157. As a result, the electricity supply remains precarious, subject to seasonal variations, and it is not possible to reduce the increasing gap between supply and demand. Power cuts lasting 9 to 18 hours a day persist for the great majority of consumers. According to an official survey in August/September 1999, the total power shortage stood at 2,300 megawatts, reflecting in part reduced hydroelectric generation caused by the drought.
158. In its enhanced distribution plan in phase IV, the Government of Iraq submitted proposals for telecommunication projects. In order to assess the justification for the projects in the context of the delivery of humanitarian supplies and the technical scope of the proposals, I recommended that a joint technical review be conducted between United Nations experts and the relevant technical ministries in Iraq. United Nations experts undertook three studies (in August 1998, March 1999 and May 1999) in conjunction with the telecommunication authorities in Iraq.
159. Following completion of the review, I informed the Security Council, in a letter dated 13 May 1999 (S/1999/559), that I had approved the proposals for phase V submitted by the Government of Iraq. In order to implement the programme on behalf of the Government in the three northern governorates of Iraq and to undertake United Nations sectoral observation activities in the 15 central and southern governorates, the United Nations has designated the International Telecommunication Union as the responsible agency in this regard.
160. As at 31 January, applications for 27 contracts valued at $140.6 million had been submitted for phases V and VI. Of those, 92.2 per cent and 100 per cent of the applications circulated to the Security Council Committee were on hold for phases V and VI respectively.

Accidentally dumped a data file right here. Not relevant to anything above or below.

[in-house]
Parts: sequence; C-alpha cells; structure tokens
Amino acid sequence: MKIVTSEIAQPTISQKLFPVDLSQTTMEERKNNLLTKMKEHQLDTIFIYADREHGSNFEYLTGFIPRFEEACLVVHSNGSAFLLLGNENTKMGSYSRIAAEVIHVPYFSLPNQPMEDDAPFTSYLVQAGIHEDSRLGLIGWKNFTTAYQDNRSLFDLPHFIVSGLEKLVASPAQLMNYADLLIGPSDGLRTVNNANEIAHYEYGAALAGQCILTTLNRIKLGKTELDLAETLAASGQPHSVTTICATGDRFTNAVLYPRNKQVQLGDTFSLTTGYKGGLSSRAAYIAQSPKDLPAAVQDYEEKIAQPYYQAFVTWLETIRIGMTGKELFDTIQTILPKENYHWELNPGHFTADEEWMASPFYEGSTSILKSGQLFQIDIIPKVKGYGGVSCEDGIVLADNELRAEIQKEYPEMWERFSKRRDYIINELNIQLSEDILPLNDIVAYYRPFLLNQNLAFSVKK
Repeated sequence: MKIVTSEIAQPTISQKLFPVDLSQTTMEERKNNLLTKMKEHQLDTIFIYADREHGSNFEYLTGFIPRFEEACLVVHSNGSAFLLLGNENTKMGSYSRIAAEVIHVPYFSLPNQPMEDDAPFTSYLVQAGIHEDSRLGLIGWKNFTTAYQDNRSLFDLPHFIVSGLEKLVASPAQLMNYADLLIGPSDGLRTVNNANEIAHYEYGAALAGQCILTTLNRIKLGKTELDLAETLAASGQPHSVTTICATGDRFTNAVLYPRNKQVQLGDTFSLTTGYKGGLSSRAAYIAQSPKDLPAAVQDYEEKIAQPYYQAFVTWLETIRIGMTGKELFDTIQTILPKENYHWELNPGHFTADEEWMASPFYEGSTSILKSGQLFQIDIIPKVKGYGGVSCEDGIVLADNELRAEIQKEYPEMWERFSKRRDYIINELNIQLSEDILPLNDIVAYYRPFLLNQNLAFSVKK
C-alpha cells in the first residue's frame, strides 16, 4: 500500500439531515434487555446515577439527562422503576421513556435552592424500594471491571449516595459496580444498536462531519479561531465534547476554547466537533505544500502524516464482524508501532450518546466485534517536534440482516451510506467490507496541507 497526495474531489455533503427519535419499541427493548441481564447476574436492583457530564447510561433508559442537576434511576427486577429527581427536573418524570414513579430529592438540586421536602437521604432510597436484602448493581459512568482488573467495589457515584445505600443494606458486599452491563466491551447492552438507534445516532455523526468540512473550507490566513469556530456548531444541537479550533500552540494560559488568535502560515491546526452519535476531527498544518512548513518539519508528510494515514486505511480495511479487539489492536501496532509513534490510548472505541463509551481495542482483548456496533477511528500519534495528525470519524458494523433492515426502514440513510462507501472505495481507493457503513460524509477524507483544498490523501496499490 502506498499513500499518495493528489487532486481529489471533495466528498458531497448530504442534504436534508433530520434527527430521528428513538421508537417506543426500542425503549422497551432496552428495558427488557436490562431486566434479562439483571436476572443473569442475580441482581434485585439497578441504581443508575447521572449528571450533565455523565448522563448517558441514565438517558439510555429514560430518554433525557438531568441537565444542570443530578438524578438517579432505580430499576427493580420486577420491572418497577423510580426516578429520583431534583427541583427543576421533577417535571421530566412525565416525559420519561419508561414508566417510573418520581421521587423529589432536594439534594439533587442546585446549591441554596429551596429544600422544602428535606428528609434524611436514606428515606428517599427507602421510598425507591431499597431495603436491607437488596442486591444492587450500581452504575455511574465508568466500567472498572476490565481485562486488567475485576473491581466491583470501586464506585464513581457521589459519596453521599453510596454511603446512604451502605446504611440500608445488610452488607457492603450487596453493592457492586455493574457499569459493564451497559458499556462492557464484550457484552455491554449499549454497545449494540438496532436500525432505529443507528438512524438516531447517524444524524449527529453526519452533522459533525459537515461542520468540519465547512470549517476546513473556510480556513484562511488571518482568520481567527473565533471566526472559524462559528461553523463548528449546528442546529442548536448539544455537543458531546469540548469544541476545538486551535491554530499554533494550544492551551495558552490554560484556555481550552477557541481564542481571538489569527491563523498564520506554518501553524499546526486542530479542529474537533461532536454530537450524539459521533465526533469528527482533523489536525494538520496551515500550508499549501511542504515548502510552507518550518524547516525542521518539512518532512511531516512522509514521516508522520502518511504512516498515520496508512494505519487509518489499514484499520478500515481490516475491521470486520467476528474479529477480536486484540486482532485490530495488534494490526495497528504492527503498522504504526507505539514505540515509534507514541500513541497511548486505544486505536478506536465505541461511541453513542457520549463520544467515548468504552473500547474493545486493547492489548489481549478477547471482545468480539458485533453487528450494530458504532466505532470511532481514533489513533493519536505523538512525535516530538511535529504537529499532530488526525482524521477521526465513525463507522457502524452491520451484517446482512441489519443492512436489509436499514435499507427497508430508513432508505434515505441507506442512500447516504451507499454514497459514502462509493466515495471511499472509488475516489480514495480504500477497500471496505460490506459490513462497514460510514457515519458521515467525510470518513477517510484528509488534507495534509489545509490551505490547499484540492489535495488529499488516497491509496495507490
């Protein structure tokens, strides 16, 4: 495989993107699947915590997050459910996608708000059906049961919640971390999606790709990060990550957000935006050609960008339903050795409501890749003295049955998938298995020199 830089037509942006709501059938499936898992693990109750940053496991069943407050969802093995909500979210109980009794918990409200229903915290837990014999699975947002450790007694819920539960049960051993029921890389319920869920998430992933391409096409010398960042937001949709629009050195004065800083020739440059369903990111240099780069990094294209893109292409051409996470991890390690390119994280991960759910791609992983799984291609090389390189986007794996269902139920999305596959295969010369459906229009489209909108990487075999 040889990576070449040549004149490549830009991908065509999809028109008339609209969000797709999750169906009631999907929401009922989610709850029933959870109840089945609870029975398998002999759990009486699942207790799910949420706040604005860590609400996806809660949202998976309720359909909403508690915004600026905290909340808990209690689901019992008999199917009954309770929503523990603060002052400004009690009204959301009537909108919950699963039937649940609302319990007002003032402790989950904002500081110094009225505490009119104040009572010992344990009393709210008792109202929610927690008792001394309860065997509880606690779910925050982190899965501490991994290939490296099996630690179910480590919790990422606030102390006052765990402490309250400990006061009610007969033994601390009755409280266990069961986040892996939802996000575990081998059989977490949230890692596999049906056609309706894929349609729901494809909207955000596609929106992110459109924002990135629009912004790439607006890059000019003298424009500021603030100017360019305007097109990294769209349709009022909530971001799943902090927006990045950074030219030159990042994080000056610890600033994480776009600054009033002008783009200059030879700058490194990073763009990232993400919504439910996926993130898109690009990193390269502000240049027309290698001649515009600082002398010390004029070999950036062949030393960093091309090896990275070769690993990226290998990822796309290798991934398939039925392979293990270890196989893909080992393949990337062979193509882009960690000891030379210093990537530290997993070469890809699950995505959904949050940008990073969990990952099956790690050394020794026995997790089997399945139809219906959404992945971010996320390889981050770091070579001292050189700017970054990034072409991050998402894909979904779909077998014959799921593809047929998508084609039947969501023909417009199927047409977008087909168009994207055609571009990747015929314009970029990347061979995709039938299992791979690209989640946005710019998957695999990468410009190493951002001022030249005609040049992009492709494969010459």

C. Programme implementation in the governorates of Dahuk, Erbil and Sulaymaniyah
161. In the three northern governorates of Dahuk, Erbil and Sulaymaniyah, where the United Nations implements the programme on behalf of the Government of Iraq, the project approach recommended in my supplementary report was adopted by the United Nations agencies and programmes (see S/1998/90, paras. 41-48).
162. In my report I emphasized the need to improve the rate of resettlement of internally displaced persons, as well as to address deterioration in the electricity, water and sanitation and agriculture sectors. It also called for marked improvement in the nutrition, health, education and mine-action sectors. In the three northern governorates, United Nations agencies have also been able to provide resources on a vastly larger scale than in the past, when they were dependent on donor contributions.
163. By and large, these priority objectives were respected in the distribution plans for phases IV to VI. The important allocation to the electricity sector was a notable deviation in project funding, resulting in a shift of funding levels below phase III for other sectors, namely, health, water and sanitation, agriculture and education.